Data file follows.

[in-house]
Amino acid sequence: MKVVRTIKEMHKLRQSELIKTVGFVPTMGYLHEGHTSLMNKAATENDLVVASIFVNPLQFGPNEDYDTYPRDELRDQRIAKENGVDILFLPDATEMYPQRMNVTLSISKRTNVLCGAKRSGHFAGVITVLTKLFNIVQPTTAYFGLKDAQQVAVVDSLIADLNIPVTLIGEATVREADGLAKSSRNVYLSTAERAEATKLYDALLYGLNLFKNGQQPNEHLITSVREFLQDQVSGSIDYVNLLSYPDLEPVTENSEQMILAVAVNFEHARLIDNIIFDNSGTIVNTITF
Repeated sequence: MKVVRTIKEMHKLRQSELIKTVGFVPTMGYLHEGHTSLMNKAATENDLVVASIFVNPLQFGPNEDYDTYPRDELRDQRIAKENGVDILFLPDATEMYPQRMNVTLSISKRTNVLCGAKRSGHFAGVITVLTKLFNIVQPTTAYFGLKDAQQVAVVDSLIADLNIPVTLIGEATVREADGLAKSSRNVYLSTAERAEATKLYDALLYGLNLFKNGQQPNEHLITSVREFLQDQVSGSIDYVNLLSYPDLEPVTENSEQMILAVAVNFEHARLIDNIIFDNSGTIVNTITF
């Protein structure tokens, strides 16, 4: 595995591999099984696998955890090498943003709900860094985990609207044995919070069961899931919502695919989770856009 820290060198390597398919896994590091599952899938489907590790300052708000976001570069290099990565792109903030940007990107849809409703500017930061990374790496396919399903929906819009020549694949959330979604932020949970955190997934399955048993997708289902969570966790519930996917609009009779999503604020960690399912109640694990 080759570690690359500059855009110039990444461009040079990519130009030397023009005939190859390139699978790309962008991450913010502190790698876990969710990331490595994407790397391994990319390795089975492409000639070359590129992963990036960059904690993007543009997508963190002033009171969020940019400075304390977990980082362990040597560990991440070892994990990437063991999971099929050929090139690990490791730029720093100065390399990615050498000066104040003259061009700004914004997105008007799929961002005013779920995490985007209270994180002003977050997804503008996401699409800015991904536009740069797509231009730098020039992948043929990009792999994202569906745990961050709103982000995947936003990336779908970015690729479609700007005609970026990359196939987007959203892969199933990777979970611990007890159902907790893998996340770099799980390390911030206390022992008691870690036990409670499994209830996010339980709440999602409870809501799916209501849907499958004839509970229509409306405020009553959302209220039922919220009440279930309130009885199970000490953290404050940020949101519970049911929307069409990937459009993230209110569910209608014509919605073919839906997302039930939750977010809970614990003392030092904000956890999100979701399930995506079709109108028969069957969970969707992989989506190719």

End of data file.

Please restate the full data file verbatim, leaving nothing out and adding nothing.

[in-house]
Amino acid sequence: MKVVRTIKEMHKLRQSELIKTVGFVPTMGYLHEGHTSLMNKAATENDLVVASIFVNPLQFGPNEDYDTYPRDELRDQRIAKENGVDILFLPDATEMYPQRMNVTLSISKRTNVLCGAKRSGHFAGVITVLTKLFNIVQPTTAYFGLKDAQQVAVVDSLIADLNIPVTLIGEATVREADGLAKSSRNVYLSTAERAEATKLYDALLYGLNLFKNGQQPNEHLITSVREFLQDQVSGSIDYVNLLSYPDLEPVTENSEQMILAVAVNFEHARLIDNIIFDNSGTIVNTITF
Repeated sequence: MKVVRTIKEMHKLRQSELIKTVGFVPTMGYLHEGHTSLMNKAATENDLVVASIFVNPLQFGPNEDYDTYPRDELRDQRIAKENGVDILFLPDATEMYPQRMNVTLSISKRTNVLCGAKRSGHFAGVITVLTKLFNIVQPTTAYFGLKDAQQVAVVDSLIADLNIPVTLIGEATVREADGLAKSSRNVYLSTAERAEATKLYDALLYGLNLFKNGQQPNEHLITSVREFLQDQVSGSIDYVNLLSYPDLEPVTENSEQMILAVAVNFEHARLIDNIIFDNSGTIVNTITF
């Protein structure tokens, strides 16, 4: 595995591999099984696998955890090498943003709900860094985990609207044995919070069961899931919502695919989770856009 820290060198390597398919896994590091599952899938489907590790300052708000976001570069290099990565792109903030940007990107849809409703500017930061990374790496396919399903929906819009020549694949959330979604932020949970955190997934399955048993997708289902969570966790519930996917609009009779999503604020960690399912109640694990 080759570690690359500059855009110039990444461009040079990519130009030397023009005939190859390139699978790309962008991450913010502190790698876990969710990331490595994407790397391994990319390795089975492409000639070359590129992963990036960059904690993007543009997508963190002033009171969020940019400075304390977990980082362990040597560990991440070892994990990437063991999971099929050929090139690990490791730029720093100065390399990615050498000066104040003259061009700004914004997105008007799929961002005013779920995490985007209270994180002003977050997804503008996401699409800015991904536009740069797509231009730098020039992948043929990009792999994202569906745990961050709103982000995947936003990336779908970015690729479609700007005609970026990359196939987007959203892969199933990777979970611990007890159902907790893998996340770099799980390390911030206390022992008691870690036990409670499994209830996010339980709440999602409870809501799916209501849907499958004839509970229509409306405020009553959302209220039922919220009440279930309130009885199970000490953290404050940020949101519970049911929307069409990937459009993230209110569910209608014509919605073919839906997302039930939750977010809970614990003392030092904000956890999100979701399930995506079709109108028969069957969970969707992989989506190719």